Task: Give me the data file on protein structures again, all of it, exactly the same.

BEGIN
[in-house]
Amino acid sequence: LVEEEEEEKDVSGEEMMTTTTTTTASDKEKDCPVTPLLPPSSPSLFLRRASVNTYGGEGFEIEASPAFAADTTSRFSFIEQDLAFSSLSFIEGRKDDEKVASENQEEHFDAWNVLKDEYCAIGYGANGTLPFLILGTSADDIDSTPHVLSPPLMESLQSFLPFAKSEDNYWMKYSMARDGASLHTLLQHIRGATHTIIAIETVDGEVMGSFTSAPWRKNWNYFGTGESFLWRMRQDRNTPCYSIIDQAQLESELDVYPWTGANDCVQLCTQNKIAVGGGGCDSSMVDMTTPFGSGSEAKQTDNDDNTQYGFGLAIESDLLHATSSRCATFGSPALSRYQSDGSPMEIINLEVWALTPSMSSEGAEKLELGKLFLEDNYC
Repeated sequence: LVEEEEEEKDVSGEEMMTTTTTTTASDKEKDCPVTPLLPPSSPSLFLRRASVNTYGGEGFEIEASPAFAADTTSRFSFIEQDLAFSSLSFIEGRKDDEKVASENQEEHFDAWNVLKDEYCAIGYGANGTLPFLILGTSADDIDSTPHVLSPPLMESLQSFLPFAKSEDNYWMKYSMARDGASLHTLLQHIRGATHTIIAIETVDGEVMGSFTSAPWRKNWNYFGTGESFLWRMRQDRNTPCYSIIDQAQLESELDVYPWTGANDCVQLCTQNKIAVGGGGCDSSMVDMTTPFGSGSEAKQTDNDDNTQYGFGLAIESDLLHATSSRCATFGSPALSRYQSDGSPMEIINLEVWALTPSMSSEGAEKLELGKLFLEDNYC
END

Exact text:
[in-house]
Amino acid sequence: LVEEEEEEKDVSGEEMMTTTTTTTASDKEKDCPVTPLLPPSSPSLFLRRASVNTYGGEGFEIEASPAFAADTTSRFSFIEQDLAFSSLSFIEGRKDDEKVASENQEEHFDAWNVLKDEYCAIGYGANGTLPFLILGTSADDIDSTPHVLSPPLMESLQSFLPFAKSEDNYWMKYSMARDGASLHTLLQHIRGATHTIIAIETVDGEVMGSFTSAPWRKNWNYFGTGESFLWRMRQDRNTPCYSIIDQAQLESELDVYPWTGANDCVQLCTQNKIAVGGGGCDSSMVDMTTPFGSGSEAKQTDNDDNTQYGFGLAIESDLLHATSSRCATFGSPALSRYQSDGSPMEIINLEVWALTPSMSSEGAEKLELGKLFLEDNYC
Repeated sequence: LVEEEEEEKDVSGEEMMTTTTTTTASDKEKDCPVTPLLPPSSPSLFLRRASVNTYGGEGFEIEASPAFAADTTSRFSFIEQDLAFSSLSFIEGRKDDEKVASENQEEHFDAWNVLKDEYCAIGYGANGTLPFLILGTSADDIDSTPHVLSPPLMESLQSFLPFAKSEDNYWMKYSMARDGASLHTLLQHIRGATHTIIAIETVDGEVMGSFTSAPWRKNWNYFGTGESFLWRMRQDRNTPCYSIIDQAQLESELDVYPWTGANDCVQLCTQNKIAVGGGGCDSSMVDMTTPFGSGSEAKQTDNDDNTQYGFGLAIESDLLHATSSRCATFGSPALSRYQSDGSPMEIINLEVWALTPSMSSEGAEKLELGKLFLEDNYC